Retail politics isn't everything, but in Iowa and New Hampshire, it's a big deal. Grassley said his main piece of advice when Perry called him to talk about running was that he needed to show up and meet voters. When the two met in the crowded ballroom, Perry was anxious to show he'd gotten the message. "Trust me, I'll be here often," he told Grassley.

Perry's speech was energetic and well-received. He roamed the stage and punctuated his points with a variety of the gestures in his considerable arsenal. "Sometimes it takes me a while to get into something," he said, after describing the 16 years he'd known his wife before marrying her. "But let me tell ya: When I'm in, I'm in all the way." As he worked his way to the punch line he sat as if appearing to go into chair pose.

Perry's started with protein-rich Powerbar of biography—growing up in Paint Creek, Texas, a town without a ZIP code, farming cotton with little rain, his achievements in 4-H and the Boy Scouts, flying jets in the Air Force.

He didn't take on any of his opponents. It's way too early for that. The lines of distinction were obvious, though. He stressed his record of creating jobs—the central question in the campaign. He promised to cut government spending, and if Congress didn't go along, he would use his veto pen "until the ink went dry."

Perry's threat to Romney is that he has more relevant executive experience: He has used government to help create jobs. His threat to Bachmann is that he is a better voice for the Tea Party. That's her signature claim, and Perry tried his hand at it. Identifying himself with the movement, he addressed accusations that "Tea Party types" are angry. "We're not angry, we're indignant," he said. "We're indignant at the arrogance and the audacity that this administration is showing about the values that are important to the good people of America."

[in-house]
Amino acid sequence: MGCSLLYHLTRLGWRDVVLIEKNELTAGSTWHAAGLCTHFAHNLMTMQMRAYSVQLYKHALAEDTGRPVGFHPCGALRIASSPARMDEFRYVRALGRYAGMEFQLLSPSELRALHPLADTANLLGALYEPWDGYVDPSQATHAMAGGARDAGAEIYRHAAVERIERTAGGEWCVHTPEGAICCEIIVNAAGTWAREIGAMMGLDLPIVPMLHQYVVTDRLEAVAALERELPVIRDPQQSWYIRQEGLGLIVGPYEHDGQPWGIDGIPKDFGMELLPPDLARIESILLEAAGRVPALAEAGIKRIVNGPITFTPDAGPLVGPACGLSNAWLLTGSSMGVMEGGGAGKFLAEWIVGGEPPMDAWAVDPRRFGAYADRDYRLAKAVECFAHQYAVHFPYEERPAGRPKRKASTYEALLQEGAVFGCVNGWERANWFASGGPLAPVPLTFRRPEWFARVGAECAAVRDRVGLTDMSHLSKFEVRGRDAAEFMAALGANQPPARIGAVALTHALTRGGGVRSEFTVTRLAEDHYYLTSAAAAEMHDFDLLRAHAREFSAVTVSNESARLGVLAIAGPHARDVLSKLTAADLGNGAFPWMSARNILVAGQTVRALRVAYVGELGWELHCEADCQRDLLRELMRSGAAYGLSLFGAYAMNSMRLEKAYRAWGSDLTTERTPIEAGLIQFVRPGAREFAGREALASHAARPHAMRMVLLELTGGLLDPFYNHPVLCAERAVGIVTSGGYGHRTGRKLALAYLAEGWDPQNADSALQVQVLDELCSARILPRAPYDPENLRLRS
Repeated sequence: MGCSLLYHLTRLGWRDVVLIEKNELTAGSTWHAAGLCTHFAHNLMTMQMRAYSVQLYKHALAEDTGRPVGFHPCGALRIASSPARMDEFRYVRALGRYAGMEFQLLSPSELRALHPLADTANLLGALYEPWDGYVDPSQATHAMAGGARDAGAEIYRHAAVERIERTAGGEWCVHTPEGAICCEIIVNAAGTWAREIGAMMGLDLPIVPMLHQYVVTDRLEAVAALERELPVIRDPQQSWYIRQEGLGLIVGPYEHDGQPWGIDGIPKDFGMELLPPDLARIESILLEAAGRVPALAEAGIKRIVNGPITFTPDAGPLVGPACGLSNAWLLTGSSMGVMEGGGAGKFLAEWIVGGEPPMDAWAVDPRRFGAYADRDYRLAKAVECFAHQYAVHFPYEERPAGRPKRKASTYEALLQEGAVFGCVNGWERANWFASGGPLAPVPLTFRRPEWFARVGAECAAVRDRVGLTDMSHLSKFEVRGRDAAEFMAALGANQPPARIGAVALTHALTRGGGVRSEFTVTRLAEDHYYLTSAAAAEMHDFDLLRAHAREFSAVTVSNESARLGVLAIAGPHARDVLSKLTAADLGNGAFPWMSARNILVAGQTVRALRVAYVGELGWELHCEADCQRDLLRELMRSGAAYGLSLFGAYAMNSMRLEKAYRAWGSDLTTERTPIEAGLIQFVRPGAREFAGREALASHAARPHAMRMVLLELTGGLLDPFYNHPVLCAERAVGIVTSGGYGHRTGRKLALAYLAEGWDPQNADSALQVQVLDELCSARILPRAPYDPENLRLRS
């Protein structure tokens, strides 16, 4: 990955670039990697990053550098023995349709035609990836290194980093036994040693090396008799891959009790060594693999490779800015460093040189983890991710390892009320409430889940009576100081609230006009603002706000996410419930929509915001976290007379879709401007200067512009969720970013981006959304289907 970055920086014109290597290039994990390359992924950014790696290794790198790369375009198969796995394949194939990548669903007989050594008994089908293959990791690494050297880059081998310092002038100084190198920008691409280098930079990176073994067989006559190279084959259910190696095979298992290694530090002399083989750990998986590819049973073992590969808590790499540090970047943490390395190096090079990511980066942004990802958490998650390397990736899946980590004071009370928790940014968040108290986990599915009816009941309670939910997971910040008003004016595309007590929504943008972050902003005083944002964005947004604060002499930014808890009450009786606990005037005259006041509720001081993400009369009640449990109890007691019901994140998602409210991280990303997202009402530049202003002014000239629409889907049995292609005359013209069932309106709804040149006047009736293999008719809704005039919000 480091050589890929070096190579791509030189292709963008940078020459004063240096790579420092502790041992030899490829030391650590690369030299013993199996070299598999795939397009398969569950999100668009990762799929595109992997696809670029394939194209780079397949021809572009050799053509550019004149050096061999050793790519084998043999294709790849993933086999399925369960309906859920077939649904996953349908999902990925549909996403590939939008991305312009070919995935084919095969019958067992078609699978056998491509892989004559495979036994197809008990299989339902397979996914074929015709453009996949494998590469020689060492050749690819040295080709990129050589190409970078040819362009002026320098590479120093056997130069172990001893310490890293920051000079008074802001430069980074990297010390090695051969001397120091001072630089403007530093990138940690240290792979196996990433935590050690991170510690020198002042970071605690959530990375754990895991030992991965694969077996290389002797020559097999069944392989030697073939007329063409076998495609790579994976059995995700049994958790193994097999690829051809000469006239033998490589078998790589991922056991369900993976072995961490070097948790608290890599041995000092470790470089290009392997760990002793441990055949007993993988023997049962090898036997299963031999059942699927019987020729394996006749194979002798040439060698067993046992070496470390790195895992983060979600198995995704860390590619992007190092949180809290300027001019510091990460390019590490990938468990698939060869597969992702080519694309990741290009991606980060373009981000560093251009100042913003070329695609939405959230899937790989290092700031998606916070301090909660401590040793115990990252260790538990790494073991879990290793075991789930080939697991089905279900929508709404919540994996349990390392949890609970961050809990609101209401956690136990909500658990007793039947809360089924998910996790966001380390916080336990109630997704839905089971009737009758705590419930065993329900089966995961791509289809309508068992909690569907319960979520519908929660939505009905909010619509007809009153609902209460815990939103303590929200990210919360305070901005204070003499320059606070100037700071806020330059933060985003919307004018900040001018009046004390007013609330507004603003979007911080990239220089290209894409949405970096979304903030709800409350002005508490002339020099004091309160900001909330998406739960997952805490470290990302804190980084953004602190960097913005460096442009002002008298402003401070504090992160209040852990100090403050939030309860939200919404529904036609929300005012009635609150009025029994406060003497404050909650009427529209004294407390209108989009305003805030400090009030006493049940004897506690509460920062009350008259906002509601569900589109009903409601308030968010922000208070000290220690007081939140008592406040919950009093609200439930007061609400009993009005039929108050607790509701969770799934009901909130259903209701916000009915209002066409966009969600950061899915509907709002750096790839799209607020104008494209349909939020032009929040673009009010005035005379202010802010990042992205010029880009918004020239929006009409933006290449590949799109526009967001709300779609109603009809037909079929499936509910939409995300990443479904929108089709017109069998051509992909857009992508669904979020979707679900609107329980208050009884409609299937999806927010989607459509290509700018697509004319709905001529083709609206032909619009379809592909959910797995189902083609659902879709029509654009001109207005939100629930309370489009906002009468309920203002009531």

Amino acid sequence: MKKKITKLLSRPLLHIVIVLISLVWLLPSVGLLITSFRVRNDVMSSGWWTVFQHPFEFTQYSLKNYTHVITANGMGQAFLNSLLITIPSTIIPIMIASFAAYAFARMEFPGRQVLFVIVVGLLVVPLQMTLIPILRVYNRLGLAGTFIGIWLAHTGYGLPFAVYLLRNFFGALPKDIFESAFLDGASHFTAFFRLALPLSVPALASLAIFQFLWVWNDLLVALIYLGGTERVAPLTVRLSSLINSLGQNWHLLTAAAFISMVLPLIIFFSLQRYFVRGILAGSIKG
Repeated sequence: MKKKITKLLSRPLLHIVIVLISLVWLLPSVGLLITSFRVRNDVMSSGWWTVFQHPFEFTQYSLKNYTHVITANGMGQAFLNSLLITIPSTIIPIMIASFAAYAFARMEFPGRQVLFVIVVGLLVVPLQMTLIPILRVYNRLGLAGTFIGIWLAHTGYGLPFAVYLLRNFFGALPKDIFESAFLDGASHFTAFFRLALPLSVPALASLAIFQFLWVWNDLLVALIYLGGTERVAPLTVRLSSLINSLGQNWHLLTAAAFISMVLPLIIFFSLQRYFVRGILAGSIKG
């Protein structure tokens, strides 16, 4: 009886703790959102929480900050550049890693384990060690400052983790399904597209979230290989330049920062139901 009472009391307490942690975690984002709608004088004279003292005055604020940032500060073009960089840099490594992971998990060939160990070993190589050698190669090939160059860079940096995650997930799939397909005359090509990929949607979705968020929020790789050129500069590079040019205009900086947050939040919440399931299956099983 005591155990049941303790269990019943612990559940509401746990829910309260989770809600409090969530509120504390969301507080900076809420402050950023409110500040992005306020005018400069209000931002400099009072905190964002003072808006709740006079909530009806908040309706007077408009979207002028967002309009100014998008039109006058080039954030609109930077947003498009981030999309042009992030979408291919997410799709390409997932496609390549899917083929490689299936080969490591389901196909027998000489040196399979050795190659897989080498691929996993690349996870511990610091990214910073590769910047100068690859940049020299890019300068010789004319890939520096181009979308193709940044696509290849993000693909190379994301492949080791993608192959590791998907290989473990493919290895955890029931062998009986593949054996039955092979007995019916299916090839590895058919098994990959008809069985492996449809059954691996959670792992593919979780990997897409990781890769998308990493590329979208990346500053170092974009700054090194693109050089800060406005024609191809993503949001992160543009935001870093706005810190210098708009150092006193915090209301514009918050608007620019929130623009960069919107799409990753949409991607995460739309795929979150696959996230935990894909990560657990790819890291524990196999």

The speech was bumpy at times. He pledged that when he became president members of the military would once again have someone they respected in the Oval Office. That's a pretty serious charge to make both about the commander in chief and the military, which drills its members to respect the president no matter what. Also, he may want to lose that line about how the wrinkles in his shirt were not his wife's fault—at least by the time he gets to the general election and starts going after those suburban swing-voting women.

Bachmann spent less than one-quarter of the time that Perry did with voters, though of course she had just spent weeks campaigning with a personal touch in the runup to the straw poll. She stressed her local roots, having been born in Waterloo: "I'm not a politician, I'm a real person … raised by real people." It was a glancing shot at both Perry and Romney, whose looks and manners appear to come from central casting. It will be a neat piece of jujitsu if a member of Congress can play the outsider against a governor and former governor. Usually, it's the other way around.